After our leisurely walk inside the Himalayan Zoological Park and HMI we drove to Kanchan View Tea Estate, and you can quite easily guess the rationale behind its nomenclature. Yes, if the weather is not too unpleasant, mighty Kanchenjunga acts as its backdrop. This is the same reason for which tourists are brought here, so that they can satisfy their eyes and of course their lens. I got down the slopes of the tea garden and torn out few leaves to smell the magic of Darjeeling tea. You have every right to laugh at the stupidity of this botany illiterate … fresh tea leaves don’t carry the aroma. The sun overhead wasn’t so tolerant with us, so we concluded our stroll in tea garden with tea.
A failed Trip to Darjeeling - in pursuit of Darjeeling Tea
There were actually some dozen of tea-vendors selling tea parcels of the same estate but good thing is that none of them nagged us for a purchase. We posed before the lush green tea plantations on the curves of hills but there was a clear absence of satisfaction in my mind. What’s new in it? I have seen so many tea gardens before in Jalpaiguri district too. What I wanted was to witness the tea processing in a factory in its rawest form. I talked to the driver and he told that tea-factory visit doesn’t come in regular sightseeing contract… Ah it was that trivial! I agreed for the extra bucks and he happily took us to a tea factory.
A failed Trip to Darjeeling - in pursuit of Darjeeling Tea
En route we passed the Rope-way (known as, Rangeet Valley Passenger Cable Car) at Singamari. The rope-way service was kept closed that day in the memory of a fatal accident it had faced on October 2003, where four passengers had died. We missed the golden opportunity to get astounding view of the valley below, see the carpet of lively tea gardens on the mountain slopes, meandering river Ramman and Little Rangeet, waterfalls, endless greeneries and the majestic Eastern Himalayan range of snow capped giants. If you are traveling Darjelling in October and want to ride the cable car then confirm that particular date from your tourist cab driver or guide to avoid disappointment like us. 
A failed Trip to Darjeeling - in pursuit of Darjeeling Tea
We also passed by Tenzing and Gombu Rocks which are used for rock climbing training by HMI. Tenzing Rock is a colossal natural rock where you can try your amateurish climbing. Tenzing Norgay, the pioneer climber to the summit of Mt Everest used to practice climbing in that rock from where it has derived its name! If you’re ignoring Gombu Rock (just opposite to Tenzing Rock) then probably you haven't heard of Gombu (Nawang Gombu), the nephew of Tenzing, the first brave heart to climb the Everest twice! Our car also passed by the prestigious St Paul’s School where the Bollywood movie ‘Main Hoon Na’ was shot and while staring at the school from the road you may develop a melancholy “Why didn’t I have my schooling here?”… Nah I (being a Xaverian ) didn’t have any such feeling though.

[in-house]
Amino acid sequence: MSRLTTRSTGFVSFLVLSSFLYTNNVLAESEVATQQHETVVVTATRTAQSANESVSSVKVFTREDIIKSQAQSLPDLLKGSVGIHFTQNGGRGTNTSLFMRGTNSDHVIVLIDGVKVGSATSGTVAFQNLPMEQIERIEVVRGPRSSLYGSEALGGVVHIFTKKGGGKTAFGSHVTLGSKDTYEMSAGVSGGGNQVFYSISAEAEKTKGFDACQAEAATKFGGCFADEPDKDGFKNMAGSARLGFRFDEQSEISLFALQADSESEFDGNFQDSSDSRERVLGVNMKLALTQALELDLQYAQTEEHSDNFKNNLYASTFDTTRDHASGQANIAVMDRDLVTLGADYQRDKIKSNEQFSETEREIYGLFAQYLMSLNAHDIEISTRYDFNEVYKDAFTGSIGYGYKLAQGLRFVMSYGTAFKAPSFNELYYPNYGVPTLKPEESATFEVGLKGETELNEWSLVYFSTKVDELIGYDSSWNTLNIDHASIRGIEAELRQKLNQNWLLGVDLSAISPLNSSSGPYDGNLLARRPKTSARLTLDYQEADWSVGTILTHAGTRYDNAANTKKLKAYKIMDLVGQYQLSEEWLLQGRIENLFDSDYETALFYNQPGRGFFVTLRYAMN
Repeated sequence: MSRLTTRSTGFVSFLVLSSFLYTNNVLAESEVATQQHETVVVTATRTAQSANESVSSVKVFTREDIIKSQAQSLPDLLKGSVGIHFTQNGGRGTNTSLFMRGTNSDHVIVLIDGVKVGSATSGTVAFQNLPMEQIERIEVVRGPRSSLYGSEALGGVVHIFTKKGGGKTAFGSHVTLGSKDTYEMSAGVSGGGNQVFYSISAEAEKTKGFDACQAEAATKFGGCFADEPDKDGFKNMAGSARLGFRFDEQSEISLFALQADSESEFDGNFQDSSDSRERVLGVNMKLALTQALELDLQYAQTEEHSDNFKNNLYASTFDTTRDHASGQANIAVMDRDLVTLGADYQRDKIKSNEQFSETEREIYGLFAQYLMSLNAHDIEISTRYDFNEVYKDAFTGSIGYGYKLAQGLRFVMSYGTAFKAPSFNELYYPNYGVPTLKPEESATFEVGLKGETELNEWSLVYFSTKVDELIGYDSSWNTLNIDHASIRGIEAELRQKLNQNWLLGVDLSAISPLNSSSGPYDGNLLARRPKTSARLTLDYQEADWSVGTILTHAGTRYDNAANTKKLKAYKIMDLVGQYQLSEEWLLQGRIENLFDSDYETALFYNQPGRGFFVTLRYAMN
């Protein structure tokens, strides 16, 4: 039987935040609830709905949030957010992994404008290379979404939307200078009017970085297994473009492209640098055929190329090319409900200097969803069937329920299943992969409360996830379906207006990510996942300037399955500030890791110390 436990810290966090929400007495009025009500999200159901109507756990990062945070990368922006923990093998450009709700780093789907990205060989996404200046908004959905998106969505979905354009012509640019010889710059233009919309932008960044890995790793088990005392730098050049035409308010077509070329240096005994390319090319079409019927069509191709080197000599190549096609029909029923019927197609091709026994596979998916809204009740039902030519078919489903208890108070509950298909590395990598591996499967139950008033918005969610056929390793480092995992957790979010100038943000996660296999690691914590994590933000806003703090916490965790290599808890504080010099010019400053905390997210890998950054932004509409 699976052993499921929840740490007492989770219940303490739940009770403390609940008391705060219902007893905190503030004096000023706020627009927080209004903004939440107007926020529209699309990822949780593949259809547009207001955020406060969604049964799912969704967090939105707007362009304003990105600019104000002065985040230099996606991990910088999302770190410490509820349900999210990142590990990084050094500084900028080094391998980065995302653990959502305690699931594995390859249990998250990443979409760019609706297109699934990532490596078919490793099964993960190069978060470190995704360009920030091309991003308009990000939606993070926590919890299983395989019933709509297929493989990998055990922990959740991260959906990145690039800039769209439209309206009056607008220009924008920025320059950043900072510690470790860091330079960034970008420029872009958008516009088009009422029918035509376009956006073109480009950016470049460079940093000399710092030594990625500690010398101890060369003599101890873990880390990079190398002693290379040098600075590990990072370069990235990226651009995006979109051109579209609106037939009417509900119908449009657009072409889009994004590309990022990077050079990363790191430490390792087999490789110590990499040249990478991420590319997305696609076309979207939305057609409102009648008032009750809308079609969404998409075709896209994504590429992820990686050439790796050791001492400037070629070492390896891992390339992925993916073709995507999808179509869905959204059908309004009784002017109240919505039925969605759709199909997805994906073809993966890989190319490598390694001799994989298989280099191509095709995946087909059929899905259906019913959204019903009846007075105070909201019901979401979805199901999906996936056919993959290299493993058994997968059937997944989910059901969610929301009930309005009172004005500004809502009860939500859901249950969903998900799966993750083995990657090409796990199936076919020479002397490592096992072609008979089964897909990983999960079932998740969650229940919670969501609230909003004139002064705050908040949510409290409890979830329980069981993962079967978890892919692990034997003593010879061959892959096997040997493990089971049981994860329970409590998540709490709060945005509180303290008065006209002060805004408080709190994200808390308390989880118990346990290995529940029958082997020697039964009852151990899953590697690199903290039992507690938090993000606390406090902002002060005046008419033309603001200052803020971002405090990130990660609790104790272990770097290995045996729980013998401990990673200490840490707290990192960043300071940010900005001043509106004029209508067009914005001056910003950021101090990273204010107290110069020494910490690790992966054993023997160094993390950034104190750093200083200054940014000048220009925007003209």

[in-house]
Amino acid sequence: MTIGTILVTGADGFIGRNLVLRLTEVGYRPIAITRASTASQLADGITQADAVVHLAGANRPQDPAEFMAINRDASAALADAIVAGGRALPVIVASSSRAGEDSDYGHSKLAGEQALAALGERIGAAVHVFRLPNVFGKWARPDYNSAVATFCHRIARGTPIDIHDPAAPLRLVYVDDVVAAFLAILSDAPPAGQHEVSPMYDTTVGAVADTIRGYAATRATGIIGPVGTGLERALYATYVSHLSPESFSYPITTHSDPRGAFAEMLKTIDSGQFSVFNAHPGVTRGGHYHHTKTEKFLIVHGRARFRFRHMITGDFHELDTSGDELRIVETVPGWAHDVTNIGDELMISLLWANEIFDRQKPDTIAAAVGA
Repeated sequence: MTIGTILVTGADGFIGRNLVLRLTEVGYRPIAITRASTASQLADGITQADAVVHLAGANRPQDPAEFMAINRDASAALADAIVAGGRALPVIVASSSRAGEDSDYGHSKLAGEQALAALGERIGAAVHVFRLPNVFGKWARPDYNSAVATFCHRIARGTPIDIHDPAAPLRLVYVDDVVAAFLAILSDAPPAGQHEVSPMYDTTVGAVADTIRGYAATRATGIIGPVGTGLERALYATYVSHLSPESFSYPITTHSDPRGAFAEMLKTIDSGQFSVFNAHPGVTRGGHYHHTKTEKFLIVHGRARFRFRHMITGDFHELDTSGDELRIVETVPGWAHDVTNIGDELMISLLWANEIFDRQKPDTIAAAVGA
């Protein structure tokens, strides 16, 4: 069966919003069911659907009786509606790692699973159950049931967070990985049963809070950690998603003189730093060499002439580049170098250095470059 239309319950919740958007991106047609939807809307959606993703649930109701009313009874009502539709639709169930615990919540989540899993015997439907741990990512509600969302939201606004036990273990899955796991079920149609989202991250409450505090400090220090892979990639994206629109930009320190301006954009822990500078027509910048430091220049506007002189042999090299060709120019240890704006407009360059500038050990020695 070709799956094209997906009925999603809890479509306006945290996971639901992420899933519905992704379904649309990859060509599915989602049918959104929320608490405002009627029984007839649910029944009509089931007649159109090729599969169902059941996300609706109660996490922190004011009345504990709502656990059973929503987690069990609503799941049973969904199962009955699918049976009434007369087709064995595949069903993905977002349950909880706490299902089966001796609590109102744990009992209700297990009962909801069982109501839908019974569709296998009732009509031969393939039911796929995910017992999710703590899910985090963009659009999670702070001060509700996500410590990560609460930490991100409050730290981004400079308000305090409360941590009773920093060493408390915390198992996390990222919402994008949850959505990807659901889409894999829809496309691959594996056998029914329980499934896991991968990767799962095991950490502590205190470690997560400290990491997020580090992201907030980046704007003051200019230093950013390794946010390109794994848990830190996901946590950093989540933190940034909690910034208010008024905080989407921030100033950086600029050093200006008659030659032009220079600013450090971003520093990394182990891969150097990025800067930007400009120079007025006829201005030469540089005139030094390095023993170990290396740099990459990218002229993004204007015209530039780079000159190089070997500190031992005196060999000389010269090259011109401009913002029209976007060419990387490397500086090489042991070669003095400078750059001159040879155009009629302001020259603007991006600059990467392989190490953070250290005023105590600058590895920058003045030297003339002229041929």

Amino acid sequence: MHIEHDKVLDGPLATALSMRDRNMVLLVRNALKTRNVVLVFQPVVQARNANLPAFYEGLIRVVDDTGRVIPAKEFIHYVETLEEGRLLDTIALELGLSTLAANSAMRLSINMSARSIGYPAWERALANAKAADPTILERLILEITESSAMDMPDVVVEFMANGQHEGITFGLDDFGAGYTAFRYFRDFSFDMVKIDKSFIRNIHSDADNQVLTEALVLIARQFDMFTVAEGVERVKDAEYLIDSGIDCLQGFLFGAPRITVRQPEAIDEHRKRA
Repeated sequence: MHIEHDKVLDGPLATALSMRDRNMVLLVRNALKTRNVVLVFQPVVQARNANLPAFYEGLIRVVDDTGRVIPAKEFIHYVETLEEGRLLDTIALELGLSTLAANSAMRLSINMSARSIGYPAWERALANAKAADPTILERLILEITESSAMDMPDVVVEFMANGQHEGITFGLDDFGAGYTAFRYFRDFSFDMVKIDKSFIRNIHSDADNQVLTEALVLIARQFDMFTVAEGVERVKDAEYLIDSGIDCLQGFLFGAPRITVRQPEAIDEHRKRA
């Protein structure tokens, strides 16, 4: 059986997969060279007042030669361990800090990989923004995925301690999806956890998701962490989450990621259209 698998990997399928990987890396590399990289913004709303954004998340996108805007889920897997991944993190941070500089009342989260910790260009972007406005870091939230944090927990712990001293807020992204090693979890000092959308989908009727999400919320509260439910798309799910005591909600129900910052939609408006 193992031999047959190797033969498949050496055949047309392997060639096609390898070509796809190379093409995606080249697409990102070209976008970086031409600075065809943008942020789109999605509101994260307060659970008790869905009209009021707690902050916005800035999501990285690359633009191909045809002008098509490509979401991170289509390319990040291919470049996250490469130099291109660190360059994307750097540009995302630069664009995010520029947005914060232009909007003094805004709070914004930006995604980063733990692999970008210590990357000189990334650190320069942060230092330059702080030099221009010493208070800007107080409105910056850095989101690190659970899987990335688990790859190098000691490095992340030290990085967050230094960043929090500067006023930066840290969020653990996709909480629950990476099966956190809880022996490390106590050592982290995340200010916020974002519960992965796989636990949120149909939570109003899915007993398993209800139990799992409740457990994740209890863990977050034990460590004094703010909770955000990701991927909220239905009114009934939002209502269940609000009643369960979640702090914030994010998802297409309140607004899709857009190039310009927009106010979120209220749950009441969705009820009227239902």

A failed Trip to Darjeeling - in pursuit of Darjeeling Tea
Our next destination was the tea factory. Here I won’t mention the name of this tea-factory anywhere in my blog because I’ll be putting some photos of their interior processing units which weren’t officially allowed, for which I had to tip to the staff. I know it’s bit unethical but I had found their prohibition on photography itself so unreasonable. So, I’ll indulge in the white mischief, safeguarding the reputation of the company with anonymity. A staff acted as our guide and explained all the details starting from tea-plucking to packaging the processed tea for export. Taking us to various units/chambers he narrated the processes of withering, disruption, fermentation, fixation, rolling, drying etc which I can hardly remember now (yes, I was more busy in clicking than listening to useful things!).
A failed Trip to Darjeeling - in pursuit of Darjeeling Tea

A failed Trip to Darjeeling - in pursuit of Darjeeling Tea

A failed Trip to Darjeeling - in pursuit of Darjeeling Tea

A failed Trip to Darjeeling - in pursuit of Darjeeling Tea
Still I can remember he had given a comparative description of the processing of three major varieties of tea- green, black and white tea. Like, green tea is processed within a couple of days of harvesting and requires minimum fermentation. The black tea on the other hand requires complete fermentation etc etc… Then we tasted these three types of tea and purchased few of their tea-pack souvenirs. Honestly I loved the green tea most while tasting. The late lunch followed soon and in my next blog post I’ll tell how we spent the rest of the day in Darjeelng local sightseeing.

Saturday, December 3, 2016

A failed Trip to Darjeeling - leisurely walk inside the Himalayan Zoological Park

A failed Trip to Darjeeling - leisurely walk inside the Himalayan Zoological Park
Did you read about our brief visit to Ghoom? Post breakfast we reached Padmaja Naidu Himalayan Zoological Park which is perhaps the only dedicated zoo in the India and globally recognized for its conservation breeding programs of Red Panda, Snow Leopards, Tibetan Wolf and other highly dying out animal species of Eastern Himalaya. Strolling inside the Himalayan Zoo meant some uphill walk while enjoying the captive mammals, birds, amphibians and reptiles at both sides. The variety of inhabitants of the zoo came out to be much higher than what I had assumed and it is always a sweet-bitter experience how majority of the parents behave inside a zoo when they are with their kids.